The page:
But when time in the studio is limited, and desperately needed, I need the encouragement that comes from success. Or at least from being satisfied with the general direction. To finally be working, and then look at the piece and see it’s limitations; that’s hard. So it’s good to know that I’m not alone, and to hear about the bad days.

there is nothing wrong in this whole wide world

Sunday, March 11th, 2007

Noodling around the internet today; I landed at Magpie & Cake where I saw this photograph of artist Chris Cobb’s installation, There is Nothing Wrong in this Whole Wide World, at Adobe Books in San Francisco.

Chris Cobb installation

Reading the quote from an interview with Cox I found this:

In some Native American cultures, if you make something, you have to then sleep with it next to you overnight, so that the object is transformed through your dreaming.

A little synchronistic encouragement from the universe after my last post.

I love objects organized by color beyond any reasonable explanation. I feel a deep sense of satisfaction and pleasure similar to when I color matched my mother’s sewing supplies as a child.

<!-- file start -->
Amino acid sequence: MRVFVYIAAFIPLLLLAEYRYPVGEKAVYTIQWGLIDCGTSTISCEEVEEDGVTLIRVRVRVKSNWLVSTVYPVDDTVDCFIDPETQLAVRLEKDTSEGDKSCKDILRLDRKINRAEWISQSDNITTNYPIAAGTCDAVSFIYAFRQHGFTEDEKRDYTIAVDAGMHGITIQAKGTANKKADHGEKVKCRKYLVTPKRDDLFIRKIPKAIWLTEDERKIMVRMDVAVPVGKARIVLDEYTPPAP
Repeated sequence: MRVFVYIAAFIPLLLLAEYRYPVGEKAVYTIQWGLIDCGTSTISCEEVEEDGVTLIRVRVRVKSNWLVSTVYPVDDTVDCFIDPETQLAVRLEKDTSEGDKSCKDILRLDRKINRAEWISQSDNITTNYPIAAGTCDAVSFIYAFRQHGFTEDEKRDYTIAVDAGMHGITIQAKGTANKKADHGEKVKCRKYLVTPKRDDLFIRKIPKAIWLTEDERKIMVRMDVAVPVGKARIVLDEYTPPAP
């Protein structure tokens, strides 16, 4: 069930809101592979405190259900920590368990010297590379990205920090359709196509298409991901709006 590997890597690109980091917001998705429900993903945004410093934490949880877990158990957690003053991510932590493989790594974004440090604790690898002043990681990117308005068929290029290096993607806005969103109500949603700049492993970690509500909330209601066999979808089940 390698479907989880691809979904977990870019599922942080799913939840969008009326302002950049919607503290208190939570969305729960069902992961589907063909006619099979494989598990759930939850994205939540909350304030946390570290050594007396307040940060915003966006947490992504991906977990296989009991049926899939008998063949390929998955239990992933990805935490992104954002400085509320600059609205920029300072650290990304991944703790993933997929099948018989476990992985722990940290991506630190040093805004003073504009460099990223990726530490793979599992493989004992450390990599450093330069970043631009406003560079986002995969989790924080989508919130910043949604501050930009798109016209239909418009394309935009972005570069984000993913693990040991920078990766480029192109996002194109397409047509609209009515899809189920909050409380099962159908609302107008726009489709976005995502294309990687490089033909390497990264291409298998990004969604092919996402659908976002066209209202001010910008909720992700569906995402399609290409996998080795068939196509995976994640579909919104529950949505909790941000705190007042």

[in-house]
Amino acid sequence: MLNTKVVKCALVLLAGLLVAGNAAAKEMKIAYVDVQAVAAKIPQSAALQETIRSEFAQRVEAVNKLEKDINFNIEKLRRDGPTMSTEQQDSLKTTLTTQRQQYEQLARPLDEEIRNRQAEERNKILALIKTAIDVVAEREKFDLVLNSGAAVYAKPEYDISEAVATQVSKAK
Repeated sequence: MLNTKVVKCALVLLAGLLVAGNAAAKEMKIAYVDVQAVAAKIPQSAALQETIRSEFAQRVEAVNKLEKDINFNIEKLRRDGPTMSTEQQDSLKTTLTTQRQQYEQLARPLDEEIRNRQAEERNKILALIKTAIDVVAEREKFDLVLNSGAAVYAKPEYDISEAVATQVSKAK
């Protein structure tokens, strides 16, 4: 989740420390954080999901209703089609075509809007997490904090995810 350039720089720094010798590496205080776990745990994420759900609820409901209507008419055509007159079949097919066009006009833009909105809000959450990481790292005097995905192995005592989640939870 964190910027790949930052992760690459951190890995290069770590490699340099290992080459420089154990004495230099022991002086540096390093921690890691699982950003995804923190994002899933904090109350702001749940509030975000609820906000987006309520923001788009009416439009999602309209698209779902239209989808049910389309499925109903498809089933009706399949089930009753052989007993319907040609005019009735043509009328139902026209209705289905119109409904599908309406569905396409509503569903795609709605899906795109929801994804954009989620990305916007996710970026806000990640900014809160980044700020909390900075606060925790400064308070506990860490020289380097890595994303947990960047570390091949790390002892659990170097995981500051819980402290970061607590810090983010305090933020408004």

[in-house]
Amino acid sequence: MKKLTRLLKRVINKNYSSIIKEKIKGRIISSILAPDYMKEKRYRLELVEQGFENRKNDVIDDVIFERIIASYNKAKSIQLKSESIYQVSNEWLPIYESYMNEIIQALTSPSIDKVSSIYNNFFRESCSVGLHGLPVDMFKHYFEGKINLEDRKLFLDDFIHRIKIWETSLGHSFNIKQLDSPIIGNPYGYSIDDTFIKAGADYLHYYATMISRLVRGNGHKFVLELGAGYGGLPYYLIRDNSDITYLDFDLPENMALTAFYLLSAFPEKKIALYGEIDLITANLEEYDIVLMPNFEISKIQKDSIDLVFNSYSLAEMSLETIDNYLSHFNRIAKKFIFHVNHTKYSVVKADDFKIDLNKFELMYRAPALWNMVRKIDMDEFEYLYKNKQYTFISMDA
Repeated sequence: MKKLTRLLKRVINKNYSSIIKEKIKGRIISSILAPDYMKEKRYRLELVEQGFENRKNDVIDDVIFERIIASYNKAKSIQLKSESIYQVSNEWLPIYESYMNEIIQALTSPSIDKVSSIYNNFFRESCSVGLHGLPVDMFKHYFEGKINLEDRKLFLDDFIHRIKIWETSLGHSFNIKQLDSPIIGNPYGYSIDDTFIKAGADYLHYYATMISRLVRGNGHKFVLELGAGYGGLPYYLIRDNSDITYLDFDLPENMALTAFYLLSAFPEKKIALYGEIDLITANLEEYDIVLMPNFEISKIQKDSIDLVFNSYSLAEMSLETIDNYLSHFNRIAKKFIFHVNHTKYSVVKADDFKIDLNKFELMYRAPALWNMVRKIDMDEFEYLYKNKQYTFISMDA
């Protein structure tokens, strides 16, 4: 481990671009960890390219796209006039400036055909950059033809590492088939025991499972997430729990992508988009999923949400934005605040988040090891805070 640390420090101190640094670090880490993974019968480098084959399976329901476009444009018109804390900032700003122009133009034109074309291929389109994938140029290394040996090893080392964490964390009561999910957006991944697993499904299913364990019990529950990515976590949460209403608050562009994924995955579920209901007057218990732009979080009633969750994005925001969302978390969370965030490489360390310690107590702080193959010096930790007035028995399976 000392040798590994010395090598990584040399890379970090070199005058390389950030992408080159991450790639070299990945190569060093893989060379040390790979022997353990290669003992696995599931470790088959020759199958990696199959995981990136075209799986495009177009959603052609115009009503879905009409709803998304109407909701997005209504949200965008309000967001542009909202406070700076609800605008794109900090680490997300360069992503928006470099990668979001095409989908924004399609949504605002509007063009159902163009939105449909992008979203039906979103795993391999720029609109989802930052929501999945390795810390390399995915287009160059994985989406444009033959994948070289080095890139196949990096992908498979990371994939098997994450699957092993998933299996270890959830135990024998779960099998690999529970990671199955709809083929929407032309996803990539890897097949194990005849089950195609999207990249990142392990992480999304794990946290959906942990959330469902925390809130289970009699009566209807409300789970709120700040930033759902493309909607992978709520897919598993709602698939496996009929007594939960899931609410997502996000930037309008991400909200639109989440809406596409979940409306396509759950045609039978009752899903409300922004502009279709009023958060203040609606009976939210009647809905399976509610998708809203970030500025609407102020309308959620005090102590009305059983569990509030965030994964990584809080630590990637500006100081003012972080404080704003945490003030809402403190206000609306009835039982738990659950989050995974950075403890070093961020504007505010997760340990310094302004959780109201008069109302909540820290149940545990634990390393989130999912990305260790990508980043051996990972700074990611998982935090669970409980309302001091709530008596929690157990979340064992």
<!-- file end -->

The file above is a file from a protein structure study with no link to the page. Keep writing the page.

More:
Something I still do with my own.


Thursday, February 8th, 2007

Stash is almost as good a word as swatch. It conjures squirrels, eccentrics, and tubs filled with yarn – all good things.

Liza sent me this article which argues that we should change the way we think about our stashes of craft supplies and consider them instead a collection. There must be something in the air because the Yarn Harlot had just posted about “pet skeins” of yarn, and The Next Stop Will Be was coming out about his accumulation of watches.

I love collections, like with like. As a young teenager I told my grandmother that I wanted to collect something, and soon afterwards she gave me three small boxes.

The silver one in the middle is from her time in India and still contains red pigment used for bindis.

Over the years those three boxes were joined by more, like this one from a friend who traveled to China:

and these four in my bathroom.

Good thing she didn’t get me started on something large!


Sunday, February 4th, 2007

Looking through my photographs I found these four that belong together:

unfurling on a fence in Astoria, Queens,

my new blue glass,

favorite pajama bottoms,

and the fireworks last July 4th.


Sunday, January 28th, 2007

Some of my holiday ornaments are still up, I can’t bear to put away the snowflakes hanging on my windows just yet. They’re cotton crochet that has been blocked and sized to make a rigid ornament. In the daytime they look like ink drawings on the sky, and at night they reflect the light, white against the darkness outside.

Looking at them day after day has brought me back to drawing mandalas. There’s something so soothing about developing a pattern from the center out, and magical in the way I can’t anticipate what will happen as it grows.